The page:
Rating 2/5 Stars

More than 32 years ago, a film was released, penned by a couple of guys named Dan Aykroyd and Harold Ramis, and became a comedy classic. The film had the right amount of humor and story and the execution of those elements were blended well by the crafty Ivan Reitman (Ghostbusters II, Kindergarten Cop, Twins, Dave, Six Days Seven Nights – and a host of other memorable comedies and action-comedies).

Now, 32 years later Paul Feig and Katie Dippold pen a script and thus, Ghostbusters is remade. But somehow, Feig’s (Bridesmaids, The Heat, Spy) direction fails to do bring this adaptation up to par. I say adaptation because it is adapted from the script by Aykroyd and Ramis. That is one thing I liked about the film. It wasn’t just a rehash of the same story and characters with a couple of things changed here and there. It was a fresh take on the story with some big names in female comedy today like Melissa McCarthy, Kristen Wiig, and Kate McKinnon. Leslie Jones joins and rounds out the four Ghostbusters.

McCarthy and Wiig play former friends and paranormal enthusiasts who had a falling out after writing a book together, and get sucked in to chasing paranormal activity after witnessing a sighting of a ghost. They are joined by a nuclear engineer (McKinnon) and subway worker (Jones).

While the film had its moments, I believe much of the comedy present was there for comedy’s sake. It seemed to have a lot of gags and “funny” bits, too much for my taste. The ladies’ new receptionist (Chris Hemsworth) was one the funnier roles, but there I think much of his actions and dialogue seemed to be there to just for comedy’s sake and Hemsworth’s portrayal appeared to be a little forced at times. It did have a decent story that I did find it somewhat captivating, and the characters were varied with some entertainment value, but, overall, I think it was trying to hard to be funny and just didn’t work for me.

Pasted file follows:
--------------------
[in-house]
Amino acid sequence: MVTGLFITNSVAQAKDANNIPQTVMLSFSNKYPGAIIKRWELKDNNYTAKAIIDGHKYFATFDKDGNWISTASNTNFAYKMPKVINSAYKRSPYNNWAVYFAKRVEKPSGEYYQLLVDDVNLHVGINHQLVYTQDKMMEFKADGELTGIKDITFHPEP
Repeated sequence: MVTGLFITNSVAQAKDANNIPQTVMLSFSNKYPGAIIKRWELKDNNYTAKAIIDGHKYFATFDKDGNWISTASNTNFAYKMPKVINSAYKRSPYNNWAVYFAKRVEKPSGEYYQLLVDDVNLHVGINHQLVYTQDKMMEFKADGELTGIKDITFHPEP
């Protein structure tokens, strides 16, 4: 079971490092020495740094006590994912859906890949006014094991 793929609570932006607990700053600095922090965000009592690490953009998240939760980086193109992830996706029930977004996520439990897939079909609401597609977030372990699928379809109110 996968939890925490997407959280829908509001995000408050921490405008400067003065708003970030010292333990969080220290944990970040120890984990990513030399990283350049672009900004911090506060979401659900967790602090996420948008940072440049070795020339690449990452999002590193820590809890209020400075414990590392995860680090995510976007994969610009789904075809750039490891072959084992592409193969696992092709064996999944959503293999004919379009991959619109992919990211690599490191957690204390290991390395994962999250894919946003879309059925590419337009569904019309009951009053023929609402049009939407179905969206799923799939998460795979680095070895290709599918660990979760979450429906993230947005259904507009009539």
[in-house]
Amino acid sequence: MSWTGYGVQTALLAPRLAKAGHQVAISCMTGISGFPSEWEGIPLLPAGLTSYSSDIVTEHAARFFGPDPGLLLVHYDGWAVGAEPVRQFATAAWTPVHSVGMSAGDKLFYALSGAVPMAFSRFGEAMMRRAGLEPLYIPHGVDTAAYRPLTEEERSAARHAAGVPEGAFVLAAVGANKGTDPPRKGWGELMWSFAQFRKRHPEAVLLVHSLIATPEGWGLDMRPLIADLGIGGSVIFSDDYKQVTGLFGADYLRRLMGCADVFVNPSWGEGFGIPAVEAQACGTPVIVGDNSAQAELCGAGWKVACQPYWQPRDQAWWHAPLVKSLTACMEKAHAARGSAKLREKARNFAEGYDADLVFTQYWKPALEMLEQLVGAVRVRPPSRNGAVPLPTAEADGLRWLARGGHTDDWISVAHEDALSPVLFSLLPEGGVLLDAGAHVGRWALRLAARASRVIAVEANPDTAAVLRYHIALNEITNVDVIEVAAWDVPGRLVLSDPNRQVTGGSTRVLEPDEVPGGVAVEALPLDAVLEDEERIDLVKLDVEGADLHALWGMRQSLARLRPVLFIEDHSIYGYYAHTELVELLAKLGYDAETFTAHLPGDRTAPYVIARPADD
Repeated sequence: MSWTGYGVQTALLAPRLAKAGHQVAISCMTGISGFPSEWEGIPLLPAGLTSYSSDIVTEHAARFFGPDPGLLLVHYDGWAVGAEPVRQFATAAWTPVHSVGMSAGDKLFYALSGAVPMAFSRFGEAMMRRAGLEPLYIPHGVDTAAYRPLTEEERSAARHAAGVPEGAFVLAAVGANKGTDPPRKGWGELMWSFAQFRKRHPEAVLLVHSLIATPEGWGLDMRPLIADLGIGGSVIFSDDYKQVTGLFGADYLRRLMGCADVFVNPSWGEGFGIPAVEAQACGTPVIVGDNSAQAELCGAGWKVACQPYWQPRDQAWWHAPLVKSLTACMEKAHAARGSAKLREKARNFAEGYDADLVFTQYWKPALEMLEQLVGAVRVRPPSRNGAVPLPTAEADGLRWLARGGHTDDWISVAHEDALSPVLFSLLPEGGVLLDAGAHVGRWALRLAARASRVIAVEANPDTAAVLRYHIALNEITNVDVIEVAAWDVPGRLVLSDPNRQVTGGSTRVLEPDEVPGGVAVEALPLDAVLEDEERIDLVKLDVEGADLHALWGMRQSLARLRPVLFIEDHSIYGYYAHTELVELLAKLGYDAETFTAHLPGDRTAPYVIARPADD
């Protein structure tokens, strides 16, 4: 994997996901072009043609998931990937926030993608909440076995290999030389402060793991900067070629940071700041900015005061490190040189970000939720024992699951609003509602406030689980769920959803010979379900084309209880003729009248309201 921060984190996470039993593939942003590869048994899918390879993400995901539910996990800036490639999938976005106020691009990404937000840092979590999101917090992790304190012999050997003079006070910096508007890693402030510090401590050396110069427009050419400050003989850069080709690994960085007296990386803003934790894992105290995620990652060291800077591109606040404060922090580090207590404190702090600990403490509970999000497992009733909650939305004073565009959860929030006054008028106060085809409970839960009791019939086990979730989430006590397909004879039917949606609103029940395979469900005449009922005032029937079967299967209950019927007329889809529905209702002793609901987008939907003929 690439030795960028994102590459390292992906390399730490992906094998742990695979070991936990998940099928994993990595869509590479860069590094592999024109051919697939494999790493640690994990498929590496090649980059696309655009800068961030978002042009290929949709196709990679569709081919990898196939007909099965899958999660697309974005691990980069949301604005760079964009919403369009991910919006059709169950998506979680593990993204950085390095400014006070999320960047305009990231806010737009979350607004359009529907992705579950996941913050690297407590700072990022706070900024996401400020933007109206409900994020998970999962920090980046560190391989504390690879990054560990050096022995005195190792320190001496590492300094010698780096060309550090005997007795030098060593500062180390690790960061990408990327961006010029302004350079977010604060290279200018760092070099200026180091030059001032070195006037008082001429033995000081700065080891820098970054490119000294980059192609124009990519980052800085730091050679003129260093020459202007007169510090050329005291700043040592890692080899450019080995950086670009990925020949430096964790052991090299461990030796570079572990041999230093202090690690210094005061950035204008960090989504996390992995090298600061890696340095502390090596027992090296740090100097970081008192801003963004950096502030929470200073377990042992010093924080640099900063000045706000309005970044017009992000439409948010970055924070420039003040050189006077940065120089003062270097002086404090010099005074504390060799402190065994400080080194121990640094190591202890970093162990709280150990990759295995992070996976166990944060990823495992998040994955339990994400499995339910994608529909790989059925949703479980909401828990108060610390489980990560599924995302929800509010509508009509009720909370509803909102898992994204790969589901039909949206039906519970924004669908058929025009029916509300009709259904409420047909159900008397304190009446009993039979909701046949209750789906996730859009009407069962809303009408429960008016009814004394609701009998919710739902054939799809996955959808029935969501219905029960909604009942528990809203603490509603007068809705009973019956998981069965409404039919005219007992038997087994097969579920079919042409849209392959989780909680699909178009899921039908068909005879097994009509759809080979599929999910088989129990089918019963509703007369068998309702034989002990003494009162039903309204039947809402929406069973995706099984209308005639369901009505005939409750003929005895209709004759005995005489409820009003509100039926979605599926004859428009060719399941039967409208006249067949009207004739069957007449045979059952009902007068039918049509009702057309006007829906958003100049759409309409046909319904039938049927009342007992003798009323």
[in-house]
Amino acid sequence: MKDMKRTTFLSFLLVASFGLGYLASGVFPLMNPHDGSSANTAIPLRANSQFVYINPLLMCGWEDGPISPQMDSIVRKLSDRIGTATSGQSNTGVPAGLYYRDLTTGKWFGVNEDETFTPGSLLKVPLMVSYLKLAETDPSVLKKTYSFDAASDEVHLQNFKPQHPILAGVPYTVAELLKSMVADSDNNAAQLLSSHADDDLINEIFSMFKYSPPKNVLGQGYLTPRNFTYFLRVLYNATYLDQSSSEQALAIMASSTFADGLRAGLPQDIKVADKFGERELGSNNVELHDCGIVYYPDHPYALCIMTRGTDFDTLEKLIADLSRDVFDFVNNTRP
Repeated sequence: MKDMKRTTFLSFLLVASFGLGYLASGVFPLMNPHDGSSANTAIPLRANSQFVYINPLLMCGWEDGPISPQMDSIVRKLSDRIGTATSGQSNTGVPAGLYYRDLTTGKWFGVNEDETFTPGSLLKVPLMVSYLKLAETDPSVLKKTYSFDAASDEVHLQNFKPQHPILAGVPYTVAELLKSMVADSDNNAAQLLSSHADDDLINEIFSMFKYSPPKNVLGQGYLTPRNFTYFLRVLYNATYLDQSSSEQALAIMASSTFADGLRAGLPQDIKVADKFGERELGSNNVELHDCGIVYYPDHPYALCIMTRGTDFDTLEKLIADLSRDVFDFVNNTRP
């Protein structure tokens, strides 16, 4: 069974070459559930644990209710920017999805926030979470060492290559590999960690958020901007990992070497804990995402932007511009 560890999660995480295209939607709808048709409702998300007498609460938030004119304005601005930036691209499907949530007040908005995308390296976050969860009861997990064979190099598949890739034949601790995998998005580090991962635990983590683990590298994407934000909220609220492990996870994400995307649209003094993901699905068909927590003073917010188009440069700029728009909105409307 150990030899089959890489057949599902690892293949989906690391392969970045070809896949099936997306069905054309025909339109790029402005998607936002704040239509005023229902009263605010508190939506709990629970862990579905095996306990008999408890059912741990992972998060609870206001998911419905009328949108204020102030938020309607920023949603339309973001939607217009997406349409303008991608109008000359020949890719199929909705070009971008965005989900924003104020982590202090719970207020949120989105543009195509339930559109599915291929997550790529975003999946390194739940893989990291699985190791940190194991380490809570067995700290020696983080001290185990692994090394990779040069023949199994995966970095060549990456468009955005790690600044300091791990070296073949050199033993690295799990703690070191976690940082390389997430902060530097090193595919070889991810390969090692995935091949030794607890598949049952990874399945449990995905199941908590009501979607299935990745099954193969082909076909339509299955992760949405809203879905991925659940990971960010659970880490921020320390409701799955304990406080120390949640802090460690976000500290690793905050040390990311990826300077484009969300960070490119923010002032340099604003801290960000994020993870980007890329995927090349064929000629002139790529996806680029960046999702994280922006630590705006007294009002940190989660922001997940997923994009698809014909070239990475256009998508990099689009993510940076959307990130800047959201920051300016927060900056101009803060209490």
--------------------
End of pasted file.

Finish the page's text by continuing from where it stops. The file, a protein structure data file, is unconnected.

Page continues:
The original cast even had cameos, which still didn’t seem to save the film. Bill Murray played a debunker of myths and facts. Aykroyd portrayed cab driver. Ernie Hudson played Jones’ uncle who happened to own a funeral parlor where she got the hearse (a nod, if you will, to the original). Even Sigourney Weaver had a cameo.

The film just seemed to not have enough substance to keep me fully entertained for the just under two hour run time. However, the other members in the audience seemed to enjoy the film there was a lot of laughter. So, while the film may work for some, it just failed for me.

One thought on “From 1984 to 2016, the ‘Ghostbusters’ are back

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